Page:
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Transcript of SLAVE LAWS
Consequences for being a Slave Fugitive
Fugitive Slave Act of 1850
"Blood Hound Law"- (named after the search dogs)
It stated that runaway slaves were to be returned to their masters.
Northerners ignored this.
It also angered the Northerners because legally they were supposed to return slaves to their owners, whether they were free or not.
This issued to all states including free states.
Because of the Fugitive Slave Act (the "Blood Hound Laws") slaves were returned to their masters after capture.
If no one claimed the runaways they could be set free or sold into servitude at the discretion of the court.
1780 Pennsylvania Abolition Act specifically stated that its rules did not apply to fugitive states.
In Pennsylvania blacks were encouraged to kill their southern masters if threatened with recapture.
A path of safe houses known as stations that slave fugitives/ runaways used to get to the north.
Consisted of Canada, and the free states such as Michigan, Ohio, Indiana, and Wisconsin.
Those involved with the railroad were members of the free black community and included former slaves such as Harriet Tubman, northern abolitionist, philanthropists, and church leaders like Quaker Thomas Garrett.
Guides were called "Conductors", "Station masters" and hid slaves in their homes.
Escaped slaves were "Passengers" or "Cargo".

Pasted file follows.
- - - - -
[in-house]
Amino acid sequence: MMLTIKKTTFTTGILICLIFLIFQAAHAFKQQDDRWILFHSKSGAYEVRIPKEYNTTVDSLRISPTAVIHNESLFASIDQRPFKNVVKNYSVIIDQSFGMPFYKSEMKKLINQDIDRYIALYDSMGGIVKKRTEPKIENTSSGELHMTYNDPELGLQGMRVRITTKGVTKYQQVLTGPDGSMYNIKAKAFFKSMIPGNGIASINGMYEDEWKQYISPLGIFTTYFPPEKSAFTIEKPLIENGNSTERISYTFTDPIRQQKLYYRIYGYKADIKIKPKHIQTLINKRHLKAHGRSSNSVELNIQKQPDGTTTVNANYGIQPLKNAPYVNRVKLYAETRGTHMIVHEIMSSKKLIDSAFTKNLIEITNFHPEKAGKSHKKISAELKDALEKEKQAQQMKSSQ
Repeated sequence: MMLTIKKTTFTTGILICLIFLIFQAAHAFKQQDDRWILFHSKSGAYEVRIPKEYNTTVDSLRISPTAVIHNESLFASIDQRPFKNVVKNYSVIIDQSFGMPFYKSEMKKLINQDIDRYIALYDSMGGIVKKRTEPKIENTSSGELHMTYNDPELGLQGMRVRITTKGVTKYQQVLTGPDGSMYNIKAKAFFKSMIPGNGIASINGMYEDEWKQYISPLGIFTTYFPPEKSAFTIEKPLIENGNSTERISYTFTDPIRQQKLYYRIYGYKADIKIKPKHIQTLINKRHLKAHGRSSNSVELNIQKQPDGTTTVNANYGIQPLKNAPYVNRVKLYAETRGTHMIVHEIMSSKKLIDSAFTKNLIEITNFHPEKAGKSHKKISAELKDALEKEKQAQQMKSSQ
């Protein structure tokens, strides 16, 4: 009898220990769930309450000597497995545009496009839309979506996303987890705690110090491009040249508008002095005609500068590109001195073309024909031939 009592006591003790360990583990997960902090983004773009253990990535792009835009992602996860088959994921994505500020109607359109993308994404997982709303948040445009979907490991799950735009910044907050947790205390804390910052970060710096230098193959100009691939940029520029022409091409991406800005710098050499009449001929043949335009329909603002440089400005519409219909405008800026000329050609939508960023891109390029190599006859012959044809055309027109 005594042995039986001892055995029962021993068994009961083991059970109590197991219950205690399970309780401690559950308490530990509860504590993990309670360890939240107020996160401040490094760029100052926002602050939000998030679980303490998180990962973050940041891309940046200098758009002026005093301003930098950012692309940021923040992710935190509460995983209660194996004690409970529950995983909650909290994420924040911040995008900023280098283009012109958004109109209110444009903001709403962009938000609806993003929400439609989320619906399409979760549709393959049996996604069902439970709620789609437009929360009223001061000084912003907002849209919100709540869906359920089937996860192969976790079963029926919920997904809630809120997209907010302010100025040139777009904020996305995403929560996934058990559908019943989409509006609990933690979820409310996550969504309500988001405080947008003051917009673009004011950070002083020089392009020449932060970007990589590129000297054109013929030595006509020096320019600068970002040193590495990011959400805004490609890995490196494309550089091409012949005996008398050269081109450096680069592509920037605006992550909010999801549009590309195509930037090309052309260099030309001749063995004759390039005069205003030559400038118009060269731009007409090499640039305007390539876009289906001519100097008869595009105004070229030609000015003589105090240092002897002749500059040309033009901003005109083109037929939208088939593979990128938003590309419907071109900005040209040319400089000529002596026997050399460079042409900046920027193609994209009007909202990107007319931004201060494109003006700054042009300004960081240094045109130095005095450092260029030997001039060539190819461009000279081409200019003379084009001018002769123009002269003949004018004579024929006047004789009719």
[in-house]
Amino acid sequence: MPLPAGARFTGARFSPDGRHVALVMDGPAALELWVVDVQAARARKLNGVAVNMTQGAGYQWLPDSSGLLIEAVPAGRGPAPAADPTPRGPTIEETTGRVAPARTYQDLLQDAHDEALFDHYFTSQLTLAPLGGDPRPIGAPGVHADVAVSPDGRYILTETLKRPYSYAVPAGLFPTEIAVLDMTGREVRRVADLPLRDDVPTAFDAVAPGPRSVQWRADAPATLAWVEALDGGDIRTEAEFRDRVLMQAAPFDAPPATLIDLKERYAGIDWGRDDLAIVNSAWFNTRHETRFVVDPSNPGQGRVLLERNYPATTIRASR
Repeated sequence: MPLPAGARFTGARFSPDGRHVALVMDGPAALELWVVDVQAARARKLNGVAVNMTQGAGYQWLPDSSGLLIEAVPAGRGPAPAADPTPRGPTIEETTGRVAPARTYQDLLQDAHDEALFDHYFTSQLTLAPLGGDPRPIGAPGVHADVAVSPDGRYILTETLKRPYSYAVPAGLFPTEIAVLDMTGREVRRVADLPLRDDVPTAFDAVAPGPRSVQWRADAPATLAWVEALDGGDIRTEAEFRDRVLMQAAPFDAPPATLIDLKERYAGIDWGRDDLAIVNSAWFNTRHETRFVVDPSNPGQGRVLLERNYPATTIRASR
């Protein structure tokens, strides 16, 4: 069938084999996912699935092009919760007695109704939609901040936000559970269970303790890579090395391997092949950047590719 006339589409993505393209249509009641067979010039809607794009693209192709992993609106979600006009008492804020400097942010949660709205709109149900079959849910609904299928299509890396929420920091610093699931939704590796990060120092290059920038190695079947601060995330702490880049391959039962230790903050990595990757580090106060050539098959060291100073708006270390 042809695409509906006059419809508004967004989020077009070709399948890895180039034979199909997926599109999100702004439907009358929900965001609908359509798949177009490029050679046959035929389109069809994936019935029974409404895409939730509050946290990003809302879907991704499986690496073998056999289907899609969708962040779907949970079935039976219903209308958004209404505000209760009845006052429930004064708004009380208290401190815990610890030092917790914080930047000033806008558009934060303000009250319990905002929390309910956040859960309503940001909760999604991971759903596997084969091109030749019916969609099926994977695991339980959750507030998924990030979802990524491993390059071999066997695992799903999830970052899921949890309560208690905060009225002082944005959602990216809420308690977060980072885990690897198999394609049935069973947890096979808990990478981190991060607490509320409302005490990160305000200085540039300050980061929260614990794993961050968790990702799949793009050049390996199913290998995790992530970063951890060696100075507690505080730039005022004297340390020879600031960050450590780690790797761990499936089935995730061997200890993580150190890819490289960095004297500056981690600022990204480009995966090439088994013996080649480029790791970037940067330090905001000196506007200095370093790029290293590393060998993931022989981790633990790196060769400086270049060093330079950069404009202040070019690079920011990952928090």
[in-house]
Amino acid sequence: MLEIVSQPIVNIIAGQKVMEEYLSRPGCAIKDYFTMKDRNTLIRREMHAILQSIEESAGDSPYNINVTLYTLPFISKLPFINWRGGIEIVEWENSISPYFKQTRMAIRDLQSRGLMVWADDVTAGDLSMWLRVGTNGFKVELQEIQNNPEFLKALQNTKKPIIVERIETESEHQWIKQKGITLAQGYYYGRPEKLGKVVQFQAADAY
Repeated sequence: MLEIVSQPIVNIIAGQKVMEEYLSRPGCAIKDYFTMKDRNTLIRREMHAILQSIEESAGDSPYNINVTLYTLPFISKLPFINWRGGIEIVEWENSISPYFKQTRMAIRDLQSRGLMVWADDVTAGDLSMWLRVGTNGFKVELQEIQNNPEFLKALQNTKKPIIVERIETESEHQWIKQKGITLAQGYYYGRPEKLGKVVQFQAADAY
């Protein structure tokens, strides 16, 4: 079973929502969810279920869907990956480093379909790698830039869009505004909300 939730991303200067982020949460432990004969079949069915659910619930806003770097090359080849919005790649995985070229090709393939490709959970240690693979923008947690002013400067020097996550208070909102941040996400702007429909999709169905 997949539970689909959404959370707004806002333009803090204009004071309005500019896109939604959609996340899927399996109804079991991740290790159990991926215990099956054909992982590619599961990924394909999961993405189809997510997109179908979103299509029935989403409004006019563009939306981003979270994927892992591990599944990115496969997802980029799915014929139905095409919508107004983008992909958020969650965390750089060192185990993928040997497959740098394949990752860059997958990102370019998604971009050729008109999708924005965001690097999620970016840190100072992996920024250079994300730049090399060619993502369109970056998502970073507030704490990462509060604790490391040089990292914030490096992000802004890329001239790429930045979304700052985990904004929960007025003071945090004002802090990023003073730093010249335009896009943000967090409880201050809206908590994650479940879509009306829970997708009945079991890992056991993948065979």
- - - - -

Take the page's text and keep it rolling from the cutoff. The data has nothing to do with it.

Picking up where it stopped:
Specific laws regarding slavery from the 1600's to the end of the Civil War.
"The master may determine the kind and degree and time of labor to which the slave shall be subject."
"The master may supply the slave with such food and clothing only, both as to the quantity and quality as he may think proper or find convenient."
"The master may, at his discretion, inflict any punishment upon the person of his slave."
"All the power of the master over his slave may be exercised not by himself only in person but by anyone whom he may dispute as his agent."
"Slaves have no legal rights of property in things, real or personal; but whatever they may aquire, belongs, in point of law, to their masters."
"The Slave being personal chattel, is at all times liable to be sold absolutely, or managed or leased, at the will of his master."
- Chattel means a personal possession -
He may also be sold by process of law for the satisfaction of the debts of a living or the debts and bequests of a deceased master, at the suit of creditors and legatees.
"A slave cannot be a party before a judicial tribunal, in any species of action, against his master, no matter how atrocious may have been the injury received by him."
"Slaves cannot redeem themselves, nor obtain a change of masters, though cruel treatment may have rendered such change neccessary for their personal safety."
"Slaves being objects of property, if injured by third persons, their owners may bring suit, and recover damages for the injury."
"Slaves can make no contract."
"Slavery is perpetual and hereditary."